One might be a doctor herself, someone who had always striven to think of the human body as a living, and hence mortal, thing, not as a machine to be tinkered with; she knows that, if her mother were her patient, she would advise the discontinuation of treatment. The other might be someone who worked with apparently hopeless cases of mental disability, someone who said of herself ‘I never give up hope; I couldn’t do the job if I let myself.’ Faced with some such decision as the one outlined, it seems that each might act differently, each believing, correctly, that she had a (…) reason for favouring the action she elected to take.

And while the situation involved and the possible outcomes just are such that it may look wrong to say the both took the right action, as Hursthouse remarks, it is plausible to describe them as having acted well –

courageously, responsibly, thoughtfully, conscientiously, honestly, wisely – and not just describe them merely as having done what was permissible, which any cowardly, irresponsible, thoughtless, heedless, self-deceiving fool could just as well have done in the circumstances.

So my biography, my standards, my ideals, things that have always been important to me are valid pointers to which competing reasons I should act on. (I always thought that mottos inscribed on coats of arms may function in that kind of way.) This could also help in more trivial and positive situations than the one described by Hursthouse. Choosing from a menu for example, I could say to myself “I like being adventurous, so I will order something I’ve never had that looks a bit unusual.” Or I could say “I know what’s good and what I like, so why shouldn’t I have the same I had last time. After all, if it ain’t broke don’t fix it.”

As someone said, choices when repeated over time become habits, habits over time become character. And character can in turn become a guide to the choices we should make.

 

 

 

 

Why Do Philosophers Not Make The News?

Why do philosophers not make the news?

Maybe it’s because Empedocles was so misunderstood by his contemporaries that he jumped into a volcano, Socrates was sentenced to death by the good citizens of Athens, Seneca was driven to suicide by the mad emperor Nero and in more modern times Heidegger became a Nazi.

But let’s rewind…

Derek Parfit, the most influential moral philosopher of our time, died on 1 January 2017. It wasn’t reported in the news. This  caused some consternation and sadness among professional philosophers. If “fake news” weren’t enough to worry about, an absurd selection and prioritisation towards the hysterical (“ISIS bomb plots!”) and the trivial (“Is this the year Prince Harry will marry Meghan Markle?”) rather than the actually important (I know, according to whom?) would still be a problem.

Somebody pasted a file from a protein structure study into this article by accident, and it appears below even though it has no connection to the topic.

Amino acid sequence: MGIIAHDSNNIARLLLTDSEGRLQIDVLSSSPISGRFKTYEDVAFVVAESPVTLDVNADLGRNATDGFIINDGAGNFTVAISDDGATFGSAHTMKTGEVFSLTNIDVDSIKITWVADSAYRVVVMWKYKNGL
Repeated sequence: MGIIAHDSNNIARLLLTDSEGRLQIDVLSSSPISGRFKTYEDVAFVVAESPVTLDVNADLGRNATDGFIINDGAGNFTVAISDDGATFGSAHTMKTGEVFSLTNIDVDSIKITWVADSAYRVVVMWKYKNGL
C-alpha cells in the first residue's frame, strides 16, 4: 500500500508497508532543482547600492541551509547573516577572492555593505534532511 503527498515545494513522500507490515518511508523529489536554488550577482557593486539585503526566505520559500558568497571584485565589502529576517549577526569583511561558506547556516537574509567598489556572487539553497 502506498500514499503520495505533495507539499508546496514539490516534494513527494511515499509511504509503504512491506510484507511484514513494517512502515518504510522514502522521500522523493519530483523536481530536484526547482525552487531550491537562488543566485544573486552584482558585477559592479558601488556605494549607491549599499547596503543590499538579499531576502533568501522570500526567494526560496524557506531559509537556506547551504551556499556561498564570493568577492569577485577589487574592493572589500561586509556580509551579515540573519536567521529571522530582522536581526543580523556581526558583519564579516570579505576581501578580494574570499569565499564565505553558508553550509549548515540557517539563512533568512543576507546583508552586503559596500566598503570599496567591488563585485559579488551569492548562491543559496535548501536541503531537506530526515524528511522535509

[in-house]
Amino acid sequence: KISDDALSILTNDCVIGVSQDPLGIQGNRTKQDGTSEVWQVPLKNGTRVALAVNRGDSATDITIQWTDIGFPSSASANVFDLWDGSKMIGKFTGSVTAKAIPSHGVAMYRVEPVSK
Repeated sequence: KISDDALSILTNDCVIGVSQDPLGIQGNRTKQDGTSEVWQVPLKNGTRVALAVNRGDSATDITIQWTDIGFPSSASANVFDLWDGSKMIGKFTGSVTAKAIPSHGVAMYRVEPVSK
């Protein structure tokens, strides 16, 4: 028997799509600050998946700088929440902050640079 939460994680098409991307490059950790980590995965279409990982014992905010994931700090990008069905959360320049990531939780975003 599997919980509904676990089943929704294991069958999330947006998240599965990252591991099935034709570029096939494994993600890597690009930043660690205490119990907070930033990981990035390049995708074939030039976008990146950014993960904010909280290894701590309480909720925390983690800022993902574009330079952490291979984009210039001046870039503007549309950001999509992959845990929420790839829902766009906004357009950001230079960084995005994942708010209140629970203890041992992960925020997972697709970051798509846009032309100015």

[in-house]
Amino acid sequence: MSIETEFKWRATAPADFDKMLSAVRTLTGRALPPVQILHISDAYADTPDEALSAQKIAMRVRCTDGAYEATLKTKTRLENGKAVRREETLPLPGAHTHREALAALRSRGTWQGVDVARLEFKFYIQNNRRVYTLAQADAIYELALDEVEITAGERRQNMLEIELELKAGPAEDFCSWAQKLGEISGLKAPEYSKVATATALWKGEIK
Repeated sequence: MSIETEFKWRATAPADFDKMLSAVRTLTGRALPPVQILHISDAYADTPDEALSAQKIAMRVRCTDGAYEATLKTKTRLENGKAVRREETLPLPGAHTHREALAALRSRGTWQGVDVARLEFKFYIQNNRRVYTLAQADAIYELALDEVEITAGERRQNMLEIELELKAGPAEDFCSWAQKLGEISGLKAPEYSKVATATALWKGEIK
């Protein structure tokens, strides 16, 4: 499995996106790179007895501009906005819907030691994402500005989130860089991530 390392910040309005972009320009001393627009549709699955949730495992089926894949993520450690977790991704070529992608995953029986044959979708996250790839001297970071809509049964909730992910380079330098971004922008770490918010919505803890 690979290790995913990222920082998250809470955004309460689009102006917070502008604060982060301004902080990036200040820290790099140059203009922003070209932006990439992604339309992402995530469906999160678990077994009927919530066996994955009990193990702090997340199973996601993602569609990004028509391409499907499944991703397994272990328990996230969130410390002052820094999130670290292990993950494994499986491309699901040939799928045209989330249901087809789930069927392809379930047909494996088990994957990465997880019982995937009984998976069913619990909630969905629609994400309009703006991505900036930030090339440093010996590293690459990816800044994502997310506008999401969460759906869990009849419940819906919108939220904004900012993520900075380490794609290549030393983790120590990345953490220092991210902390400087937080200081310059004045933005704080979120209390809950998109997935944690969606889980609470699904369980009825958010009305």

The New Statesman recently published an article by David Herman lamenting the passing of the days when Isaiah Berlin’s death made front page news, Mary Warnock and Bernard Williams were on Royal Commissions and government committees for this, that and the other, radio and television took an interest in A. J. Ayer and publishers spent serious money on academic philosophers.

(Don’t say: “but what about Alain de Botton? He’s still on telly? He still sells lots of books?” Yes, but he’s not an academic philosopher. Many of them would say that if doing philosophy is like drinking double espressos, his stuff is what you get when you spoon off the top of a cappuccino. You know, the bit that has all the chocolate powder on it. It may taste milky, frothy and sweet but it has never been in touch with a molecule of caffeine.)

In the New Statesman article a number of philosophers and commentators are quoted as blaming any number of things for the demise of the philosopher as public intellectual among which:

  • The Research Assessment Exercise, a quality assurance process the Government imposes on universities, which drives philosophers to publish articles in journals rather than talk to the public;
  • the end of deference and distrust of experts meaning that people don’t want someone out of a cosy college in Oxford telling them what to think
  • The media, dumbed down and driven to sensationalism and by the need to make money from advertising
  • Politicians who are not as interested as their predecessors (“Margaret Thatcher was interested in Popper, Friedrich Hayek and Michael Oakeshott…” When Tony Blair was asked in the weekly Parliamentary Questions to the Prime Minister to briefly outline his political philosophy, he was completely stumped. None of this is meant to be evidence that an interest in philosophy is good for a Prime Minister.)

You’ll have noticed, a lot of the blame goes to things other than philosophers or the academic discipline of philosophy.

Don’t get me wrong: I think an update on the latest developments in philosophy should be reported in every news bulletin. I think leading philosophers should be consulted on every bit of government policy. I think there should be reality TV shows in which a group of philosophers are sent to a five star beach resort to debate the meaning of life and no one should ever be voted off by the public. I think every new Doctor of Philosophy should be able to publish his or her doctoral thesis to the commercial success of de Botton’s greatest hits, or even J. K. Rowling’s. I think television networks should use the kind of budgets they use for Game of Thrones to make a television drama series of Plato’s Republic.